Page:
Under review as a conference paper at ICLR 201533.1E XPERIMENTSVERY DEEP NETWORKSAs a primary objective, we investigated whether one can train ordinary deep networks on the MNISTdataset. The network has 7 hidden layers and the number of hidden units is 240. The activationfunction is the hyperbolic tangent (tanh). we use RMSprop as a adaptive learning rate algorithmbecause we do not have a global loss to optimize. Instead, we have the local layer-wise target lossesthat might need their learning rates to be on different scales (this is actually what we find when wedo hyper-parameter optimization over the separate learning rates for each layer). To get this result,we chose the optimal hyper-parameters for the best training cost using random search. And theweights are initialized with orthogonal random matrices.To improve optimization results, layers are updated one at a time from the bottom layer to the toplayer, thus avoiding issues with the current input of each layer being invalid if we update all layersat once.As a baseline, back-propagation with RMSprop is used. The same weight initialization and adaptivelearning rate and hyper-parameter searching method are used as with target-prop. We report ourresults in figure 1. We got test error 1.92% in target propagation, 1.88% in back propagation. Andwe got negative log-likelihood 3.38 10 6 in target propagation, 1.81 10 5 in back propagation.These results are averaged over 5 trials using chosen hyper-parameters.Figure 1: Training cost (left) and train/test classification error (right) with target-prop and backprop.Target propagation can converge to lower values of cost with the similar generalization performanceto backprop.3.2N ETWORKS WITH D ISCRETIZED T RANSMISSION BETWEEN U NITSAs an example of extremely non-linear networks, we investigated whether one can train even discretenetworks on the MNIST dataset. The network architecture is 784-500-500-10 and only the 1sthidden layer is discretized. Instead of just using the step activation function, we have normal neurallayers with tanh, and signals are discretized when transporting between layer 1 and layer 2, based onbiological considerations and the objective of reducing the communication cost between neurons.h1 f1 (x) tanh(W1 x)(28)h2 f2 (h1 ) tanh(W2 sign(h1 ))(29)p(y x) f3 (h2 ) sof tmax(W3 h2 )(30)where sign(x) 1 if x 0, 0 if x 0. We also use feedback mapping with inverse loss. Butin this case, we cannot optimize full auto-encoding loss because it is not differentiable. Instead, wecan use only reconstruction loss given the input and the output of feed-forward mapping.g2 (h2 ) tanh(V2 sign(h2 ))6(31)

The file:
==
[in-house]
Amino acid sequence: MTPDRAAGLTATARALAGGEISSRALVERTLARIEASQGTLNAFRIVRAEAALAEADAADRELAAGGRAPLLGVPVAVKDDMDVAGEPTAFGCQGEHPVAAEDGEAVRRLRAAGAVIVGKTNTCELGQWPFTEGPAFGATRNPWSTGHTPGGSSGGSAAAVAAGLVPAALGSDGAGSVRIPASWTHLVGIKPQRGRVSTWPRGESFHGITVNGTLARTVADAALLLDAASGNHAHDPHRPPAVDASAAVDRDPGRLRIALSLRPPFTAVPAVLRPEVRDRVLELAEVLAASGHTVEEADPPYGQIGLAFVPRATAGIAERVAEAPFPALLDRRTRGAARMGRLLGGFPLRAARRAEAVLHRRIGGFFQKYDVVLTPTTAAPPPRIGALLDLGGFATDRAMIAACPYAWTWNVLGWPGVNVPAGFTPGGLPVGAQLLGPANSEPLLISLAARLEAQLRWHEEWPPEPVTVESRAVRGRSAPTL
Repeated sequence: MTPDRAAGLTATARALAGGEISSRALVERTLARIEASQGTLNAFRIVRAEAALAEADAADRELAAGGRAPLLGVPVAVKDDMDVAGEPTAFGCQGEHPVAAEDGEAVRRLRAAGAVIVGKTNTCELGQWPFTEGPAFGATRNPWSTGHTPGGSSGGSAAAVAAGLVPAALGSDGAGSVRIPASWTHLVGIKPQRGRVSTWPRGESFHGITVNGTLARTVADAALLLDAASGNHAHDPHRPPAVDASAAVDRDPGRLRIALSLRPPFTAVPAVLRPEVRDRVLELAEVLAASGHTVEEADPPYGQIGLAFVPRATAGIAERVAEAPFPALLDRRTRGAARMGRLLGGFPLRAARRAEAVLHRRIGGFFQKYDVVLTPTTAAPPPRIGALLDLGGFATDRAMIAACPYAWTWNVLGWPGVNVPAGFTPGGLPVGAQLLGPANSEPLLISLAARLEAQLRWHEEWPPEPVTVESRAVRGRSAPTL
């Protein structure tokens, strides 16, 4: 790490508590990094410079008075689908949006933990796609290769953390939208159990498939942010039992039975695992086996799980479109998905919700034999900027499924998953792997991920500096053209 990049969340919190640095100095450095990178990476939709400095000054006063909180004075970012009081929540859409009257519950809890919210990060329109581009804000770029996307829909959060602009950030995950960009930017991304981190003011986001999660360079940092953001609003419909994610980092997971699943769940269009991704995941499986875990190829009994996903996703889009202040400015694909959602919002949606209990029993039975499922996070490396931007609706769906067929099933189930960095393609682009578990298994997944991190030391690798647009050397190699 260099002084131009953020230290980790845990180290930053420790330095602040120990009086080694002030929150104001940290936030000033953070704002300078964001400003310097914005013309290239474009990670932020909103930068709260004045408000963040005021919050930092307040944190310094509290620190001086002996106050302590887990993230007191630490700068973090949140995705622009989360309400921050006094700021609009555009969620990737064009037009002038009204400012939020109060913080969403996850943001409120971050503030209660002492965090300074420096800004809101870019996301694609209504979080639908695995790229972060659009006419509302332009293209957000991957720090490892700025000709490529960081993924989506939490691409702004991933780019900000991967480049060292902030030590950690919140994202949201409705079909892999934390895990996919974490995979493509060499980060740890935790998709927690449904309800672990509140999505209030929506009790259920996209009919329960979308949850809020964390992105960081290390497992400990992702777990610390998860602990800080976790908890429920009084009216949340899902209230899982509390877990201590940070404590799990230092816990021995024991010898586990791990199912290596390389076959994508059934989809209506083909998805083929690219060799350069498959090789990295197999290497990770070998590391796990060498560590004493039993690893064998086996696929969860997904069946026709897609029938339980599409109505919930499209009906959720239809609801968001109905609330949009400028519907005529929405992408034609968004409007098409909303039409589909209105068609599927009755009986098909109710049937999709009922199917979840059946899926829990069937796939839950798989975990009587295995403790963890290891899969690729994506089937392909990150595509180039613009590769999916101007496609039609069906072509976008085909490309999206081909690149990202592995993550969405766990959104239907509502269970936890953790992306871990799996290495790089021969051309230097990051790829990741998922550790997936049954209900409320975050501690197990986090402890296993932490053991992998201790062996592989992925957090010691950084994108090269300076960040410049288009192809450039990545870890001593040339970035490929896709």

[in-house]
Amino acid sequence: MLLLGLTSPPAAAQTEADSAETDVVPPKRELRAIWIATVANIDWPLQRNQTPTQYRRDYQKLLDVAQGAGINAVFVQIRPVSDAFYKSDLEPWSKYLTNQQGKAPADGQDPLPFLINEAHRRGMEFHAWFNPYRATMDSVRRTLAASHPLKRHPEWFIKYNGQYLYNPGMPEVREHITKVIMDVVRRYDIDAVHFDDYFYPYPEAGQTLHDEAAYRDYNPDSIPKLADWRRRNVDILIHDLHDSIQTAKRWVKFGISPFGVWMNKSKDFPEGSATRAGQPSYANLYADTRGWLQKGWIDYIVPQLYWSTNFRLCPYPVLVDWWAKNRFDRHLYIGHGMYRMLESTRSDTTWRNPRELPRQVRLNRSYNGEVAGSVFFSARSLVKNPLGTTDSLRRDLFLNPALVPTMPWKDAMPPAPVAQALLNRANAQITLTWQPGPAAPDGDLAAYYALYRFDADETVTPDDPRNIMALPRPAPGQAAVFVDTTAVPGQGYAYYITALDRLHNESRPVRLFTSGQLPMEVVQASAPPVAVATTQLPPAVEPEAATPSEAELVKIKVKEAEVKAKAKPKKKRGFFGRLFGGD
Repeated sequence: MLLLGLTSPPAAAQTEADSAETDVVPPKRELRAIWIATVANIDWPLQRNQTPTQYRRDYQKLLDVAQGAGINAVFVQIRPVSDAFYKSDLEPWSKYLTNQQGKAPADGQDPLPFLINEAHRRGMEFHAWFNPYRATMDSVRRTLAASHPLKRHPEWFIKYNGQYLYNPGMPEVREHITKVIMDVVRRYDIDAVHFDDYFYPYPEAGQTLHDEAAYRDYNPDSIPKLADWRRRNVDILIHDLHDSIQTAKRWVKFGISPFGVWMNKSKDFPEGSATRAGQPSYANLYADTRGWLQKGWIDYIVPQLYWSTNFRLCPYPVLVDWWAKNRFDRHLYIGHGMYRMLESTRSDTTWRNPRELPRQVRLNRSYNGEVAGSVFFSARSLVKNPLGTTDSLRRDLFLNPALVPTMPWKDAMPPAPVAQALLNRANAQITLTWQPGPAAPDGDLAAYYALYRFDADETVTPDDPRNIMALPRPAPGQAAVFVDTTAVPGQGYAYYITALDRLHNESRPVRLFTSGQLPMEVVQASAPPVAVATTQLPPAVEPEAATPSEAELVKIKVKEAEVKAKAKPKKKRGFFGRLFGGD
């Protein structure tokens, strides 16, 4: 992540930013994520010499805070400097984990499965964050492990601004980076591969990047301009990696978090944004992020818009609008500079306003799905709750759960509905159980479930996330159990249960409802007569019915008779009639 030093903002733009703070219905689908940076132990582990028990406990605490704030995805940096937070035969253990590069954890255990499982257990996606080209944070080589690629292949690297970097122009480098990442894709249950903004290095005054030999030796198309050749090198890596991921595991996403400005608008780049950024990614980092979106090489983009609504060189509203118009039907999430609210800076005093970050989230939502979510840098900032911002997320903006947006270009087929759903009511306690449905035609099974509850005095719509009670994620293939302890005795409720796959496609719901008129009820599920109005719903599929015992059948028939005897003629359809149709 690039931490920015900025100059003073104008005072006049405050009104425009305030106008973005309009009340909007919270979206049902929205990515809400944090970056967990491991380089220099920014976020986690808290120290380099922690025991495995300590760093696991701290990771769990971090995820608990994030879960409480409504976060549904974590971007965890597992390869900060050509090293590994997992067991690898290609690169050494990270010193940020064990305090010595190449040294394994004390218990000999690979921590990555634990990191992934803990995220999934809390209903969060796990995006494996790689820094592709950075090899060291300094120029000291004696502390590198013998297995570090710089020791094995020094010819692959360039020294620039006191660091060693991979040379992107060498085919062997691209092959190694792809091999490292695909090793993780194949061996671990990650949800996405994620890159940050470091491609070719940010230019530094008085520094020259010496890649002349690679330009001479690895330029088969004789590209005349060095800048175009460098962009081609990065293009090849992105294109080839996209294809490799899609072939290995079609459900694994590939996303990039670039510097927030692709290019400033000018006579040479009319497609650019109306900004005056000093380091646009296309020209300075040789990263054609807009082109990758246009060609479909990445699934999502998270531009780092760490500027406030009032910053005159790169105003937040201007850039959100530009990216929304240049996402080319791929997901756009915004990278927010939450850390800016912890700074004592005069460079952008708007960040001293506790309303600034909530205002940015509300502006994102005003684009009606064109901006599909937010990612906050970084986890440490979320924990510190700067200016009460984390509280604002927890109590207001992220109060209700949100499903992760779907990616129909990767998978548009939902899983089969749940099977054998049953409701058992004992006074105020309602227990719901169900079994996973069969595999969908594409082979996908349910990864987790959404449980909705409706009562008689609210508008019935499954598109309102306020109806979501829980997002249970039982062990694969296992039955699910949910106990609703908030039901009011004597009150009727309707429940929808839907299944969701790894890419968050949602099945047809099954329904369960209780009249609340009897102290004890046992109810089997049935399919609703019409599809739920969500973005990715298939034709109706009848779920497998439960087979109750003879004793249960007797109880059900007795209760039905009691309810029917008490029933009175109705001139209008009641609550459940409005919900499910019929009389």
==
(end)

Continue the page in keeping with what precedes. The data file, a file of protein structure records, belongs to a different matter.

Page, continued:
Under review as a conference paper at ICLR 2015Linv g2 (f2 (h1 )) (h1 ) 22 ,2 N (0, σ)(32)If only feed-forward mapping is discrete, we can train the network using back-propagation with biased gradient estimator as if we train continuous networks with tanh. However, if training signalsalso should be discrete, it is very hard to train using back-propagation. So we compare our result totwo backprop baselines. One baseline is to train the discrete networks directly so we cannot train W1using backprop. It still can make training error be zero but we cannot learn any meaningful representation on h1 , so test error is poor in Figure 3 (left). Another baseline is to train continuous-activationnetworks with tanh and to test with the discrete networks (that is, indirect training). Though theestimated gradient is biased so training error does not converge to zero, generalization performanceis fairly good, as seen in Figure 2 (right), 3 (left).Figure 2: Training cost (left) and train error (right) while training discrete networks. (backprop disc)Because training signals cannot go across a discretization step, layer 1 cannot be trained by backprop. Though training cost is very low, it overfits, and test error is high. (backprop conti) An optionis to use a biased gradient estimator when we train the network as if it were continuous, and teston the discretized version of the network. It is an indirect training, not overcoming the discretenessduring training. Training error cannot approach zero due to the biased estimator. (diff target-prop)Target propagation can train discrete networks directly, so training error actually approaches zero.Moreover, test error is comparable to (backprop conti). It clearly suggests that using target-prop,training signals can go across a discretization step successfully.Figure 3: Test error (left) and diagram of the discrete networks (right). The output of h1 is discretizedbecause signals must be communicated from h1 to h2 through a long cable, so binary representationsare preferred in order to conserve energy. Training signals are also discretized through this cable(since feedback paths are computed by bona-fide neurons), so it is very difficult to train the networkdirectly. The test error of diff target-prop is comparable to (backprop conti) even though both feedforward signals and training signals are discretized.7